Dartmoor National Park
‘It’s a wonderful place, the moor. You cannot think of the wonderful secrets which it contains.’ Sir Arthur Conan Doyle’s descriptions of Dartmoor have captured the public imagination for over a century. The author was inspired to write his most famous novel The Hound of the Baskervilles whilst staying at The Duchy Hotel, now the National Park Visitor Centre, Princetown.
Bear witness to millennia of human existence. Prehistoric stone circles and standing stones are scattered across the high moor and the remains of Iron Age hillforts, medieval settlements and imposing granite crosses stand testament to Dartmoor’s long history.
Centuries on and life thrives here. Dartmoor’s blanket bog, upland oakwood, caves and mines are among habitats of international importance, supporting fascinating and rare wildlife.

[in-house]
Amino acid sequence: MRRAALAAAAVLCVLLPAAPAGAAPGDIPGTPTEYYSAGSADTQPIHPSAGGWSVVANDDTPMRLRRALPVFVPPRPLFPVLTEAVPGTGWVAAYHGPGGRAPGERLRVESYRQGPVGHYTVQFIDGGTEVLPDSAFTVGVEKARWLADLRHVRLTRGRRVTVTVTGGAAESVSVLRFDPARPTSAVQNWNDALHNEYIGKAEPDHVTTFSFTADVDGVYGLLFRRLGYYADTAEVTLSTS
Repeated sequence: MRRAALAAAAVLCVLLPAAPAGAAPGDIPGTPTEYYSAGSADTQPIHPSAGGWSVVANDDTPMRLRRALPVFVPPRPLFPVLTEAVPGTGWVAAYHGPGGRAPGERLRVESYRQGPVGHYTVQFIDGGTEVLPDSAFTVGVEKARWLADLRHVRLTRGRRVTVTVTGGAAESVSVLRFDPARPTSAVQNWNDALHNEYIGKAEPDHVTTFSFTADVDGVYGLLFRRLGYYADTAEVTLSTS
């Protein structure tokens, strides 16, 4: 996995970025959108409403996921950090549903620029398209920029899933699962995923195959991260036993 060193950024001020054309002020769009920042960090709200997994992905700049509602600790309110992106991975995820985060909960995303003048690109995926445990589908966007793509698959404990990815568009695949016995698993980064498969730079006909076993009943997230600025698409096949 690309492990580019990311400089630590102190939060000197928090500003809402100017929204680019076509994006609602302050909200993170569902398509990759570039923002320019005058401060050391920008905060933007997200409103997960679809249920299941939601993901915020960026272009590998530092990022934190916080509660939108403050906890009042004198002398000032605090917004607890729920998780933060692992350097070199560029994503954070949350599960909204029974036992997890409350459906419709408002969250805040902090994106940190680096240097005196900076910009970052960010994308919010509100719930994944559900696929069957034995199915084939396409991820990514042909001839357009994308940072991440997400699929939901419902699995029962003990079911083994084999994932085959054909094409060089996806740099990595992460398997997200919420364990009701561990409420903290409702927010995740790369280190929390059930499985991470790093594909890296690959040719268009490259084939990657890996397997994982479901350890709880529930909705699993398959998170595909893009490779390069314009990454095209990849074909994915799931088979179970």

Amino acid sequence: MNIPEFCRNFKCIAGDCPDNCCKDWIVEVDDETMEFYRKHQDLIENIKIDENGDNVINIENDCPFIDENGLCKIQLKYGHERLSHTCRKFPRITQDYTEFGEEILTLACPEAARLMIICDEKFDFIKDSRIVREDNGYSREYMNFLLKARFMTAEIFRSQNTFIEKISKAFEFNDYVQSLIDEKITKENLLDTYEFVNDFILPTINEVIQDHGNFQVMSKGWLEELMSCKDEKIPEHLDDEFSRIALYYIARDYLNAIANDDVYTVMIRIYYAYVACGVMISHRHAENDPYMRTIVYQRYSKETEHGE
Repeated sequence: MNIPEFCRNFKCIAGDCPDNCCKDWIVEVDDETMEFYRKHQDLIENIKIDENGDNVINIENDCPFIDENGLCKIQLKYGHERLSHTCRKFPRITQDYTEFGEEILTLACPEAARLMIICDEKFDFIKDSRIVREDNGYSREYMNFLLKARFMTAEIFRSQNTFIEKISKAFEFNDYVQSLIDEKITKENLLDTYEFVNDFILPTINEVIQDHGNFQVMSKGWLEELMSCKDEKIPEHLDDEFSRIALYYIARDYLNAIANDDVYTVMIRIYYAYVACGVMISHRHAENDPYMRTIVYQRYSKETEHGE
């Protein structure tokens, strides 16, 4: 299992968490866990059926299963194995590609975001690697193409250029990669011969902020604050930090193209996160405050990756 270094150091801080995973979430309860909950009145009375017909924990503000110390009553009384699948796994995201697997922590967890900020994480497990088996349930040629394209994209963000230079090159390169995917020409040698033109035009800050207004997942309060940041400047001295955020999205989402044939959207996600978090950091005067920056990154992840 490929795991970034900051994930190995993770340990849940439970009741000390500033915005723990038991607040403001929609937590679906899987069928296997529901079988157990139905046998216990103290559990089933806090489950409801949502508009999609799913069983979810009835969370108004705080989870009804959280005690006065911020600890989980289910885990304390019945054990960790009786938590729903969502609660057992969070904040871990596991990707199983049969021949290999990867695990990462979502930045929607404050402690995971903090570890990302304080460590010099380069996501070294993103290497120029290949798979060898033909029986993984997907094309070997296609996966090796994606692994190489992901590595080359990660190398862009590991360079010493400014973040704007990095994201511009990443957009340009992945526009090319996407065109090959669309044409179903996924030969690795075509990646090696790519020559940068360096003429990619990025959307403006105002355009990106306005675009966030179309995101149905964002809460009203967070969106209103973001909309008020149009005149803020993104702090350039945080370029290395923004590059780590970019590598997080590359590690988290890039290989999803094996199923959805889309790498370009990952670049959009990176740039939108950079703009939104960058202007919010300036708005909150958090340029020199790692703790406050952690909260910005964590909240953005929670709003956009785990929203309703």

The world’s largest land slug is regularly found in Dartmoor’s woodlands and the blue ground beetle, one of the rarest ground beetles found in the UK, is mainly restricted to Dartmoor.
Dartmoor is home to some 34,000 people and the former tin mining town of Chagford was voted by the Sunday Times newspaper as the best place to live in rural Britain.
The Great Western Mainline train service runs through Devon, linking Exeter, Newton Abbot, Ivybridge (just on the southern edge of the National Park), Totnes and Plymouth with Bristol, London, and the rest of the country.
From May to September, every Saturday you can get the Haytor Hoppa bus from Newton Abbot to Widecombe. Every Sunday you can get the Dartmoor Sunday Rover train from Exeter to Okehampton. The best ways to explore Dartmoor are by bike, horseback or on foot, see the website for the best trails.
Bristol 2hrs | 160km
London Heathrow 3hrs 30mins | 290km
Plymouth Ferry Port 25mins | 11km
Dover Ferry Port 4hrs 40mins | 429km
Plymouth 25mins | 11km
Exeter 30mins | 43km
London 4hrs | 354km